Meanwhile, autumn often sees long, settled and sunny periods of weather. Perfect for the annual Alfred Dunhill Links Championship, which attracts many of the world’s best golfers and stars of sport, stage and screen, a fixture now in the sporting calendar going into its 18th successive year.
In many ways, the Kingdom of Fife can be viewed as a Russian Matryoshka Doll, the more one finds, the more layers are revealed.
And, whilst golf is central to the Fife tourism economy, worth almost £25m each year, much, much more when the Open comes to town, it’s far from the only show in the city.
The Cathedral of St Andrew is a ruined Roman Catholic cathedral in St Andrews, Fife, Scotland, built in 1158 and containing the last resting places of many members of the clergy, academics from the town’s University, after Oxford and Cambridge, the third oldest in the UK.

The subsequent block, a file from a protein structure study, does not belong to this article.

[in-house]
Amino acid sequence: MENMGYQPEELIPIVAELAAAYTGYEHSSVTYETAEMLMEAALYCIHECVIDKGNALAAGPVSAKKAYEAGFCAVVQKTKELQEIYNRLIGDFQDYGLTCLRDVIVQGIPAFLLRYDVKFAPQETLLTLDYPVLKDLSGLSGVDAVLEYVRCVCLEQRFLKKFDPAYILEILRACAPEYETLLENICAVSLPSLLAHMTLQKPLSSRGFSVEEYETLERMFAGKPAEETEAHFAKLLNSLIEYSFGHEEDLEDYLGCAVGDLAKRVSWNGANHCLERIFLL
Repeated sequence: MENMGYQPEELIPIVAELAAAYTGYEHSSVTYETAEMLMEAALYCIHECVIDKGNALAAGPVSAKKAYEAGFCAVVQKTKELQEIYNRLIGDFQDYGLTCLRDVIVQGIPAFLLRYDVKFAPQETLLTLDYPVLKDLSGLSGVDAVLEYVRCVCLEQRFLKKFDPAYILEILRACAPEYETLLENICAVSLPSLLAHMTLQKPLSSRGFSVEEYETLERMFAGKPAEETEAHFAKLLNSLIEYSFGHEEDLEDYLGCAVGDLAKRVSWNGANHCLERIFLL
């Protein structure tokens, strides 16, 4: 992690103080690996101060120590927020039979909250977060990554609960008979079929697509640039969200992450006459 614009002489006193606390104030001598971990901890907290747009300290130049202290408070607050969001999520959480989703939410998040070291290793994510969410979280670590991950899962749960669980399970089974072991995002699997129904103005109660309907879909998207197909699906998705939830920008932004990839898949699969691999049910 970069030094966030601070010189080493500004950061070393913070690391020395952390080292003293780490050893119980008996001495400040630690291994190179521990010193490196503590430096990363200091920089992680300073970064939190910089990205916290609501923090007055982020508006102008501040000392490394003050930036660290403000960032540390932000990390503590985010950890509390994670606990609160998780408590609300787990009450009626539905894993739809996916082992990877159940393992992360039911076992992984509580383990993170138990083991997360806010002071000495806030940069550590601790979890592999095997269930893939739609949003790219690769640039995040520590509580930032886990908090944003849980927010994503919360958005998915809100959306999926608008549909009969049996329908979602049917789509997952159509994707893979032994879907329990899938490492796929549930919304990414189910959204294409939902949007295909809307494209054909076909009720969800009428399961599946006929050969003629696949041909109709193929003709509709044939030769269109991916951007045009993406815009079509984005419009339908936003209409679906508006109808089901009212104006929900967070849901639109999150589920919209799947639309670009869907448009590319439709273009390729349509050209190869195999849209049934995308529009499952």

As its name would suggest, the Kingdom of Fife has a distinctly regal and aristocratic ring to it. And in terms of its history in general and steeped in the annals of golfing time in particular, there is so much to take in, on and off the course, indeed far too many jewels in the county’s crown to mention.
But visit Fife, specifically to play golf or for a well-earned family break including a sprinkling of golf, you will find the friendliest and most welcoming, down-to-earth people, informed and informative, especially about the sport that has grown up in their midst.
And, I promise you, whether taking on the subtle intricacies of the Old Course or the might of Kingsbarns, or simply trundling around the nine-holes of the Balgove Course or Leven Links, you will go home happy, inspired, with a smile on your face and vow to come back again, and again, and again.